1. Letter from John Harrison, Manchester (Joseph Harrison’s younger brother) to his father Joseph Harrison, Allerton near Bradford, Yorkshire, April 21, 1820.

1820, Apr 18

Trial of Joseph Harrison for uttering seditious words in a sermon on 15th August, 1819. Found guilty.

The first witness for the prosecution was Matthew Cowper, public accountant at Manchester who had been sent by the Magistrates of Manchester; he had also been a witness at Hunt’s trial in York. He arrived around 6 o’clock in the afternoon. Harrison’s sermon had already commenced and continued for about three quarters of an hour. Harrison was in the pulpit nearly facing the door. Cowper was unable to take notes as the room was crowded, about 1000 persons had attended, and from the heat he saw one female faint. He took notes of what he heard about 15 minutes later at the Warren Bulkeley Arms.
Heard Harrison call upon his hearers to ‘abstain from the use of tea, spirits, tobacco, and other excisable articles; that was the only sure way of causing the Reform which they sought for; The Government have starved the people, and therefore it is fit the people should starve the Government…’ he said, ‘the word righteous applied as well to the rich as to the poor – to see governors as well as to the governed; he then proceeded to state the Constitution of the Country consisted of King, Lords, and Commons; he added it was necessary for all estates to make laws, which could not be altered but by the same consent; that the Commons House was the House of Assembly of the People, where their rights aught to be protected. When the People asked for their rights, they threatened to make war upon them (the people). Can, he added, laws proceeding from such a source be considered the laws of the land, or is it fit he should obey them?’
The other witnesses were William Shaw and George Henning, both labourers and dischargd soldiers, they had been employed by the magistrates to attend the Windmill room and went together.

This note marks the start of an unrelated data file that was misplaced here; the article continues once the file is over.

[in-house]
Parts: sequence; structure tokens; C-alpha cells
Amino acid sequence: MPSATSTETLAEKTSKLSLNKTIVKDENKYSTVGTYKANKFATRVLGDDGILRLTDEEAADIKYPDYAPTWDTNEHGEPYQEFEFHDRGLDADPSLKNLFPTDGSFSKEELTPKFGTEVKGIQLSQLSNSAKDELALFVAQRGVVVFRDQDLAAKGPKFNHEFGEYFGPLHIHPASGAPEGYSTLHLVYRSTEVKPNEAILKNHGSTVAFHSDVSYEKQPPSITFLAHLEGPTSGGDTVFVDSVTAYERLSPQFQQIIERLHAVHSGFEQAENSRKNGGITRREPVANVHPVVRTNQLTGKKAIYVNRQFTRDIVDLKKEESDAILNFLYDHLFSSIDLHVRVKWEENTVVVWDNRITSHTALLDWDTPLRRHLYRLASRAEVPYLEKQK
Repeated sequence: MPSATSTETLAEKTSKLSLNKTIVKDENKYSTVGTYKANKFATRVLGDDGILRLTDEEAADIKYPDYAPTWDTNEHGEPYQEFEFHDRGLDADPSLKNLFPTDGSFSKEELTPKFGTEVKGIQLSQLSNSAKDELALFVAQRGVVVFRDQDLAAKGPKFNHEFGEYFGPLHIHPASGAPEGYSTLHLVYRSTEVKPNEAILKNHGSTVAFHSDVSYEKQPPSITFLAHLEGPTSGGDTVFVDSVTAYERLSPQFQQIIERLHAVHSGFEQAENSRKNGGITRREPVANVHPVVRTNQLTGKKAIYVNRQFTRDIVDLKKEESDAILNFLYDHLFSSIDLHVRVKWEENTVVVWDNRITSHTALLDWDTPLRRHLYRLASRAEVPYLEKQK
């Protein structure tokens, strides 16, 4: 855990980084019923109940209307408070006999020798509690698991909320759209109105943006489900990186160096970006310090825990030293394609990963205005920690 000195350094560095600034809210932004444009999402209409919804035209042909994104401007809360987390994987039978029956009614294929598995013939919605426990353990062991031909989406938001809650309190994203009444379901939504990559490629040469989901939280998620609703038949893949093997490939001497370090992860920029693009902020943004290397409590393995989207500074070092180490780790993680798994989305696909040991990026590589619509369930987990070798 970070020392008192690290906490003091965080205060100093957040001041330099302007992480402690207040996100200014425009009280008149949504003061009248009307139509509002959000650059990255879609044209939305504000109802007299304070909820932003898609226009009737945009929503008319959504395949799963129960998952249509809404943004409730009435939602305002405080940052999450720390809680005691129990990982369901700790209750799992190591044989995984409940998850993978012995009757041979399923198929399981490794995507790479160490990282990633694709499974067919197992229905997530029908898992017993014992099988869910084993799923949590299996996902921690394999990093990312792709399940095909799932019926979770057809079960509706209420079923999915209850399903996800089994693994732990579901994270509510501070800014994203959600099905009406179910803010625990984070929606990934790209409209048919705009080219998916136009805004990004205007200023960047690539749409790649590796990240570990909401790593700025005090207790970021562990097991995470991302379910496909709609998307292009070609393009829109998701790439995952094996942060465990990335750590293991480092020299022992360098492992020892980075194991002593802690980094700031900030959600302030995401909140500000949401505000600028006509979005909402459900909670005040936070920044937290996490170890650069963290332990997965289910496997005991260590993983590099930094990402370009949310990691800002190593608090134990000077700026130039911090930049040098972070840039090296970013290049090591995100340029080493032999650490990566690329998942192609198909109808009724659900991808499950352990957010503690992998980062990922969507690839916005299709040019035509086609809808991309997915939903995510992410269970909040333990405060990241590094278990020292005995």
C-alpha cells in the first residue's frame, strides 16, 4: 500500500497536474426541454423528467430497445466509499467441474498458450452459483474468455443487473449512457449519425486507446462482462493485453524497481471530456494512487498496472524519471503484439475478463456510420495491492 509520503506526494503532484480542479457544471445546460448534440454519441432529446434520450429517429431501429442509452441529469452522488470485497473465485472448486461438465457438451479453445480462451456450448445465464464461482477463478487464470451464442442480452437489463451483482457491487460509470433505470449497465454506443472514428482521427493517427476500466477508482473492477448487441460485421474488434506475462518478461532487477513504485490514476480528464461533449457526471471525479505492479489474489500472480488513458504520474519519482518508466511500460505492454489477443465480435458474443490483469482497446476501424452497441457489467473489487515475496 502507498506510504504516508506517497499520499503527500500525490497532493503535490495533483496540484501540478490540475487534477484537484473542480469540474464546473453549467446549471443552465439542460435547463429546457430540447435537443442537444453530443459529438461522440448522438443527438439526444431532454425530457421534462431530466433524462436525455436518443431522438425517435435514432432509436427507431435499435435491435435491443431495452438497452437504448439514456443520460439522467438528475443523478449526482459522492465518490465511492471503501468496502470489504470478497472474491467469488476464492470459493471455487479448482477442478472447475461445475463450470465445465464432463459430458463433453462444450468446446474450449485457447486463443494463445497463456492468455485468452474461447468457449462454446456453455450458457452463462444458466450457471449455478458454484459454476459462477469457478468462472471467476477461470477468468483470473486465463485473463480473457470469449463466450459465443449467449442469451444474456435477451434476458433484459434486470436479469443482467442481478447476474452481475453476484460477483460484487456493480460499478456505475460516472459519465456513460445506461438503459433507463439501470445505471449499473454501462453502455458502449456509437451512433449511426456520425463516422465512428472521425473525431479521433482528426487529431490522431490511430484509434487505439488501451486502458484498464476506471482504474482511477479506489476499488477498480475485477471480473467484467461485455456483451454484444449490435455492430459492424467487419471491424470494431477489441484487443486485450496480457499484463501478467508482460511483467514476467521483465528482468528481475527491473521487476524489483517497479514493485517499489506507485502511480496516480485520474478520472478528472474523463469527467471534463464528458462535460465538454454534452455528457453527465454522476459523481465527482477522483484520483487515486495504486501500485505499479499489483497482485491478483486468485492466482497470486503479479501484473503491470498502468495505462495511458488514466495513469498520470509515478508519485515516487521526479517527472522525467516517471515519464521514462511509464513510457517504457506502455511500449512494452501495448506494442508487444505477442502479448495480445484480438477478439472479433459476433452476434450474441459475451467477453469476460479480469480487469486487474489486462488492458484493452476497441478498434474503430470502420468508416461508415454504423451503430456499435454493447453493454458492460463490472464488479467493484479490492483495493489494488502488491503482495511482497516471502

Harrison’s speech included: ‘…If it be no longer safe, Gentlemen, to preach the Gospel with such comments upon it as its text requires, why then I say the good old days of England are gone; aye, Gentlemen, are fled for ever; and as long as people can be found who go about picking up what a preacher says for a fortnight’s good living at the Assizes, or bringing a little money to their families, no man can give his sentiments with security in his own house, or in his pulpit. My late verdict, Gentlemen, may prejudice me a somewhat in your minds; but still I cannot blame the Attorney General, who only performed the duty imposed upon him by his employers. He did his work well, Gentlemen, nor can I blame the Learned Judge who went hard against us, but he has been obliged to serve his employers.’
Chief Justice Warren: ‘I may be liable to err, but what I have said I felt. I have no employers; I shall give you every latitude in your defence, but I beg of you to keep that within the bounds of decency and moderation. The motives of a Judge must not thus be falsely stated. Whatever I may have said, I said because I felt it.’
Harrison: ‘I’ll take the hint, my Lord, and what I said, I did say, as well as your Lordship, because I thought it..’
Harrison then took up the Bible and read a number of extracts, on which he observed, that it would be impossible to comment without giving offence to those who abused the power of the state.